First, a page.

RTTNews - Following a modest upward move at the open, stocks swung between gains and losses over the course of the trading session on Wednesday, ending the day little changed. The major averages finished mixed after posting steep losses in the previous session.
The lack of direction that was seen over the course of the trading day came as traders were reluctant to make any significant moves ahead of the start of the earnings season.
Shortly after the closing bell, Alcoa (AA) reported an adjusted second quarter loss of $256 million or $0.26 per share, while Wall Street expected the company to report a loss of $0.37 per share. The firm also said its quarterly revenues were $4.2 billion, edging out analyst estimates of $3.93 billion.
The release of quarterly results from Alcoa is seen as the unofficial start of the earnings season, as the aluminum producer is typically the first Dow component to reports its results.
During the day, traders also digested earnings from Ruby Tuesday (RT), Pepsi Bottling Group (PBG) and Family Dollar (FDO) on the day.
Some of the day's selling pressure was mitigated by the results of the Treasury Department's $19.0 billion offering of ten-year notes.
The sale drew a high-yield of 3.365 percent while attracting very strong demand, with the bid-to-cover ratio coming in at 3.28, the highest on record. The bid-to-cover ratio is a measure of demand that indicates the amount of bids for each dollar worth of securities being sold.
The major averages closed on opposite sides of the unchanged mark by slim margins, with the S&P 500 closing modestly lower despite a late-session rally. The Dow closed up by 14.81 points or 0.2 percent at 8,178.41 and the Nasdaq rose by 1 point or 0.1 percent to 1,747.17, while the S&P 500 fell 1.47 points or 0.2 percent to 879.56.
While the major averages showed a notable move to the upside going into the close, significant weakness remained visible in a number of the major sectors.
Metal stocks saw some of the day's worst performances, extending their recent losing streak.
Gold stocks fell by steep margins, with the NYSE Arca Gold Bugs Index dropping by 4.4 percent.
The retreat by gold stocks came amid a sharp drop by the price of the precious metal, with gold for August delivery closing down $19.80 at $909.30 an ounce.
Banking and health insurance stocks are also moved sharply to the downside, with the Kbw Bank Index and the Morgan Stanley Healthcare Payor Index dropping by 2.1 percent and 2.8 percent, respectively. While the healthcare index offset some of yesterday's strong gain, the banking index continued its pullback, moving to its worst closing level in two months.
While telecommunications, networking, and brokerage stocks also saw weak outings, retail, pharmaceutical stocks and oil service stocks posted notable gains.
The S&P Retail Index closed by 2 percent, helped by shares of Tractor Supply (TSCO), which closed up by 10.8 percent. With the move, the shares of Tractor Supply closed at their best level in over nine months.
Further, the NYSE Arca Pharmaceutical Index rose by 1.5 percent on the day, while the Philadelphia Oil Service Index climbed 1.2 percent.
While the pharmaceutical index remained stuck in a range, the oil service index was able to bounce off of its worst closing level in over two months, posted in the previous session.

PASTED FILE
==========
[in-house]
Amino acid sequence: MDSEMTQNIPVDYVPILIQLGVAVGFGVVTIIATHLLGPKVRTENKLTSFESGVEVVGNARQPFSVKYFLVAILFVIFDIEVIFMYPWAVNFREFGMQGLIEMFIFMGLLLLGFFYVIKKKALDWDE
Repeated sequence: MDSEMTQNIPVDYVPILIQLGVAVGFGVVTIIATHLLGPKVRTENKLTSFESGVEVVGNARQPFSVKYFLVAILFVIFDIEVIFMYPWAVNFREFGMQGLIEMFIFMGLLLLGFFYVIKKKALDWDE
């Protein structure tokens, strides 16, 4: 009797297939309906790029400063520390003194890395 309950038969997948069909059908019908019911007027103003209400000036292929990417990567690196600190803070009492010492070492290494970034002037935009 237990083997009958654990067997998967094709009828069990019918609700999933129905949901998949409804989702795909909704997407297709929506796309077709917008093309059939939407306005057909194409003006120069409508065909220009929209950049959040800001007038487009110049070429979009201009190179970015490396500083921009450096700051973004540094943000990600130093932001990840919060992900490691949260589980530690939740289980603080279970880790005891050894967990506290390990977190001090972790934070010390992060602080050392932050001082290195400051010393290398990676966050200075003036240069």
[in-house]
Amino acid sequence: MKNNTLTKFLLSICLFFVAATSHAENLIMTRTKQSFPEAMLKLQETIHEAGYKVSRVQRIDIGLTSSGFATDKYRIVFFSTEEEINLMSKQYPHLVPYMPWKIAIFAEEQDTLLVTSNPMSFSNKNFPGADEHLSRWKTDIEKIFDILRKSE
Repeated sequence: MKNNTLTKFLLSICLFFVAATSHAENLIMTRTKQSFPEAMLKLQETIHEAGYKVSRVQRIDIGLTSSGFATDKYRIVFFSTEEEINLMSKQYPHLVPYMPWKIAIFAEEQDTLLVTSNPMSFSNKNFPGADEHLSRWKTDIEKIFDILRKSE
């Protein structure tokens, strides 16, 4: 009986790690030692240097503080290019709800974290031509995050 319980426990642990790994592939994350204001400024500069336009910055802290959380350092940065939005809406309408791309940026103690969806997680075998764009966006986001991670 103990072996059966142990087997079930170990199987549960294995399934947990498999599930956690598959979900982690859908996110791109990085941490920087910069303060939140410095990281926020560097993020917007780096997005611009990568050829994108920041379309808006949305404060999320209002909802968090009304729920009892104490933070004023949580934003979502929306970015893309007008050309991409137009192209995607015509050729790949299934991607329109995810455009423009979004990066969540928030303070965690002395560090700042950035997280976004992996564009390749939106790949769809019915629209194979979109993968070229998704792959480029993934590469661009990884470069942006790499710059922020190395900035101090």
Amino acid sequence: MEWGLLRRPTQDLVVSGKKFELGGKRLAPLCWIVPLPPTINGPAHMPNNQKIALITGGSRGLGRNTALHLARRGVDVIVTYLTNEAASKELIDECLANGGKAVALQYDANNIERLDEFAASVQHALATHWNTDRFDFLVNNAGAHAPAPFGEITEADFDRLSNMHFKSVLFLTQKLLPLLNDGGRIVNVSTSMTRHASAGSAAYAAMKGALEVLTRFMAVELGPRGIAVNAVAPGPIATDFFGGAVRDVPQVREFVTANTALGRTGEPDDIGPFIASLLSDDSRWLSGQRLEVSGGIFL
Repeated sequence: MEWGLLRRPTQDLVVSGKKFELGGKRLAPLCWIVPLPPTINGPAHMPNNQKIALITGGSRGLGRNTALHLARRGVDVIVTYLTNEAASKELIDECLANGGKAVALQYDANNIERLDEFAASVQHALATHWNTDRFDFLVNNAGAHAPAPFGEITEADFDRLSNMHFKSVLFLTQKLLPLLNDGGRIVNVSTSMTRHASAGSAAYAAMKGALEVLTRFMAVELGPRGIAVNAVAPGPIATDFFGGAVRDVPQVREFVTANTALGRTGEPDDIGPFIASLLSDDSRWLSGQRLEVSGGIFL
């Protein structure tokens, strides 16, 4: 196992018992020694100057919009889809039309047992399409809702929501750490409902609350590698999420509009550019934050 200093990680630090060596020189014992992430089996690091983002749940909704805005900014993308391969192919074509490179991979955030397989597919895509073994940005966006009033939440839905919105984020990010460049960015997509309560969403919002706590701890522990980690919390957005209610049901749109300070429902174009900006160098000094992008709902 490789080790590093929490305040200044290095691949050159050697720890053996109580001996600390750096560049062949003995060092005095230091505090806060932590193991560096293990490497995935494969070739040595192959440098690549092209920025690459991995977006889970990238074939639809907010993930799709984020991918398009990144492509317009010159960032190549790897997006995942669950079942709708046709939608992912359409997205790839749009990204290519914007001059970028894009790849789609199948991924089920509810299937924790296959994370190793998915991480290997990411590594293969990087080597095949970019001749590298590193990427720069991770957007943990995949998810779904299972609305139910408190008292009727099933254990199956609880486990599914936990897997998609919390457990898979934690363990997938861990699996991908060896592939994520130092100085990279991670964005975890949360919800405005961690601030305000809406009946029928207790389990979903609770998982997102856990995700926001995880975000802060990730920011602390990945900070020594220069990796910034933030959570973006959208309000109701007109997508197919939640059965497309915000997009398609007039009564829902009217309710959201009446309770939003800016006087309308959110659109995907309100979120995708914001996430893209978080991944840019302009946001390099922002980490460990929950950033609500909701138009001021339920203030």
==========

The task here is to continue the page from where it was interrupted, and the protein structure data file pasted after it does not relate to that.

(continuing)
The modest gain posted by the Dow was partly due to upward moves by Merck (MRK) and Johnson & Johnson (JNJ) which both rose by 1.5 percent. With the upward move, the stocks further offset recent losses but remained in their recent trading ranges.
Boeing (BA) and Home Depot (HD) also moved higher, rising by comparable margins, moving off of yesterday's two and three-month closing lows, respectively. Also on the upside, Procter & Gamble (PG) climbed by 1.4 percent, setting a one-month closing high.
Meanwhile, shares of Bank of America (BAC) came under pressure, dropping by 2.5 percent on the day. The day's pullback dragged the stock to its lowest closing price in one month's time.
Communications giants Verizon (VZ) and AT&T (T) also saw considerable weakness, retreating by 1.8 percent and 1.6 percent, respectively. The stocks both finished at their lowest closing levels in over three months.
In overseas trading, stock markets across the Asia-Pacific region ended Wednesday's session lower. Japan's benchmark Nikkei 225 Index closed down by 2.4 percent, while Hong Kong's Hang Seng Index dipped by 0.8 percent on the day.
The major European markets also ended the day in the red. The French CAC 40 Index and the U.K.'s FTSE 100 Index fell by 1.3 percent and 1.1 percent, respectively, while the German DAX Index closed down by 0.6 percent.
In the bond markets, treasuries surged following the results of the day's ten-year note auction. Subsequently, the yield on the benchmark ten-year note closed at 3.289 percent, a loss of 17.1 basis points on the day.
On Thursday, traders will react to the results from Alcoa while also looking to employment data from the Labor Department for the week ended July 4th. Economists expect jobless claims for the week to come in at 600,000 compared to 614,000 in the previous week.
The labor market has been the focal point for some time as it continues to show steep losses, further deflating any optimism regarding an economic recovery. The data will be released at 8:30 a.m. ET.
Later on Thursday, focus may turn to the $11.0 billion auction of thirty-year bonds by the Treasury Department, with traders looking for continued cooling in interest rates. The results of the auction will be revealed at 1:00 p.m. ET.
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